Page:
and taxiing is only part of the issue. The ATC tapes from the Delta incident show that the pilot repeatedly had to tell controllers that it could not move while ATC was repeatedly asking if they had resolved the situation so other traffic could pass. The aircraft was not stationary at the time the passenger got up according to ATC tapes. The aircraft was within a few positions from taking off and not only had to stop because no one ever knows how long “a quick trip to the bathroom” will actually take and also because not being strapped in really is dangerous for takeoff and landing. Passengers really don’t have any idea where the aircraft is in the process. Even on ramps, quick stops are not uncommon and I have seen FAs have to grab for seats in order to keep from being thrown to the floor.

      If a plane is really stopped for 20-30 minutes and the crew knows it isn’t going anywhere, that is one thing but passengers just need to accept that the crew really does know what they are doing when they request that people be seated.

      And the point still remains that taxiing and being seated is a part of every flight which happens tens of thousands of times per day around the world. The process can easily take 30 minutes or more. Passengers simply have to be able to control their bodily functions or recognize that flying is not for them.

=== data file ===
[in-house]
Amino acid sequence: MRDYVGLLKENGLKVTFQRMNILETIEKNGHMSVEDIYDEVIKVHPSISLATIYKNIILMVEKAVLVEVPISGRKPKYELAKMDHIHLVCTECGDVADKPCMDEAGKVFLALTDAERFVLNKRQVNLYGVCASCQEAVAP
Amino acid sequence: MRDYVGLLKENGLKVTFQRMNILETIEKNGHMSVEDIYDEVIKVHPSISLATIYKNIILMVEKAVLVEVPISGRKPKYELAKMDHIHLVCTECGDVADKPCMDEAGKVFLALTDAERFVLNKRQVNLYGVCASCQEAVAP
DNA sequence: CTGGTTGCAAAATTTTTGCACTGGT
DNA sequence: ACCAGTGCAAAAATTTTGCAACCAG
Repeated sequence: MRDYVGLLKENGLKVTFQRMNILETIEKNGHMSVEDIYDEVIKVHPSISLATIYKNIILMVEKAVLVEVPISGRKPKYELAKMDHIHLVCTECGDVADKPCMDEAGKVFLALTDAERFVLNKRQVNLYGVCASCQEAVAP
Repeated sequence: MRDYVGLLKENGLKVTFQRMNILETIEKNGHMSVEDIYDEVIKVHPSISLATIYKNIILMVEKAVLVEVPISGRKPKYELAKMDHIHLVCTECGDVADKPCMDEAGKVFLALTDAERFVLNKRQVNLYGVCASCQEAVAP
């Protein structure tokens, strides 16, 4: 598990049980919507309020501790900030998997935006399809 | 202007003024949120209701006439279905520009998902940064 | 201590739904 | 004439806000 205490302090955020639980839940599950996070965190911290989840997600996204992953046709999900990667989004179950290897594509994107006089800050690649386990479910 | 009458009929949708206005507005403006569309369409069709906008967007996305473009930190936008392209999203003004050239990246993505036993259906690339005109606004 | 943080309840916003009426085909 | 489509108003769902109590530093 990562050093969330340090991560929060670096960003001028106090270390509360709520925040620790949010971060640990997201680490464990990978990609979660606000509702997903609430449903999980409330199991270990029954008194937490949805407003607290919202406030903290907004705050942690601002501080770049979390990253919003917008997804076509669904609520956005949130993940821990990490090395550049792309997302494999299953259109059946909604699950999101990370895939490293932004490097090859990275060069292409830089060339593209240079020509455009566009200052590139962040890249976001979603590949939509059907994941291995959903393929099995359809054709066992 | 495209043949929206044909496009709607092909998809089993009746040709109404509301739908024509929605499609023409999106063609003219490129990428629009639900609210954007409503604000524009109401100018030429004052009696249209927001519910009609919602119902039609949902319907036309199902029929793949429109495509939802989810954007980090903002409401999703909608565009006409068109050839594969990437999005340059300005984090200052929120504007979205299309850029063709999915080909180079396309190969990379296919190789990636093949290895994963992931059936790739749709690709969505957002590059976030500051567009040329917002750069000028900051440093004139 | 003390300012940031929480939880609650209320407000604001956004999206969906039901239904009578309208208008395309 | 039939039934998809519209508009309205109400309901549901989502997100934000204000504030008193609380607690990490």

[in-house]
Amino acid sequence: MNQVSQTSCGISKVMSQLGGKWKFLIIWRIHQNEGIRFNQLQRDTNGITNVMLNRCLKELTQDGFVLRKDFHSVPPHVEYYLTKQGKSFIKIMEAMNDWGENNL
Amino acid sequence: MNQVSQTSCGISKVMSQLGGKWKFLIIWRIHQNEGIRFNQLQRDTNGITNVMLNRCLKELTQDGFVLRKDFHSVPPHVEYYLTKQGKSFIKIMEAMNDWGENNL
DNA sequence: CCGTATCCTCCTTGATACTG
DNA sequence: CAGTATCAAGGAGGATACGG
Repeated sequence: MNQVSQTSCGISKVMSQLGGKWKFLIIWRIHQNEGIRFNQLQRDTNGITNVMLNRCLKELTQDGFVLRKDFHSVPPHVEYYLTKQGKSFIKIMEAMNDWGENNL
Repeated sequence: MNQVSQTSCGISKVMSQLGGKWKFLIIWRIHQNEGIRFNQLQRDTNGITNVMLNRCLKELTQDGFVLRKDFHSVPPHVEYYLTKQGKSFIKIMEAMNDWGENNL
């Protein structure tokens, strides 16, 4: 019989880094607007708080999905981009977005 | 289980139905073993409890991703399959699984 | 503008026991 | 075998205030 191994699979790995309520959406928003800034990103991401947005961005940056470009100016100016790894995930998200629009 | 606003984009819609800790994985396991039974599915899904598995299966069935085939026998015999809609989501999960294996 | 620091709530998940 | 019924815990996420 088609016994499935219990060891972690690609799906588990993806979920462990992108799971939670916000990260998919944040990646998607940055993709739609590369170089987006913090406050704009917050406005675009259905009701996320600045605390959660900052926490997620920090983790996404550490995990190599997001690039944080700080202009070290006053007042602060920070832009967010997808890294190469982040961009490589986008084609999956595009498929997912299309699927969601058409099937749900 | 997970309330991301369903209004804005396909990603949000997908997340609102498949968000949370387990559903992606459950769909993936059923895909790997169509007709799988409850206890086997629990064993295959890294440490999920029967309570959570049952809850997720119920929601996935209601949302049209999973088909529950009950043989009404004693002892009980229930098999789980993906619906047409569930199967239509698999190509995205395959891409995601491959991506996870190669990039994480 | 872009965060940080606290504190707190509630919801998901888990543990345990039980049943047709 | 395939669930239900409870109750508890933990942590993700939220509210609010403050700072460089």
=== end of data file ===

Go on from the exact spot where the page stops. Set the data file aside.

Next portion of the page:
The human bladder is made of muscle and is designed to stretch. Just because you feel an urge to empty it doesn’t mean you have to respond to the urge at that exact moment. Most people learn that principle before they turn 3 years old.

  6. SWA should do very well with Hawaii considering how much of a beast they are in California. Hawaiian will always be better for local point of sale in Hawaii, but WN will dominate mainland sales.

  7. re:Amazon – I’m not sure of the exact numbers, but when ABX had a pilot strike and wasn’t able to cover their Amazon flying Amazon placed much of it with the other two carriers they have.

    AFAIK, ABX’s part of the Prim Air network shrunk a bit then, and since it hasn’t been growing as fast as the rest of the Prime Air network as Amazon has decided to place the planes with other operators.

    ABX’s pilots should be careful about work stoppages, as Amazon can and will yank the planes from the operating airline. (AFAIK, Amazon can give an operator six months notice and then switch the plane to another operating airline, so the pilots might shoot themselves in the foot and just be left with the DHL flying.)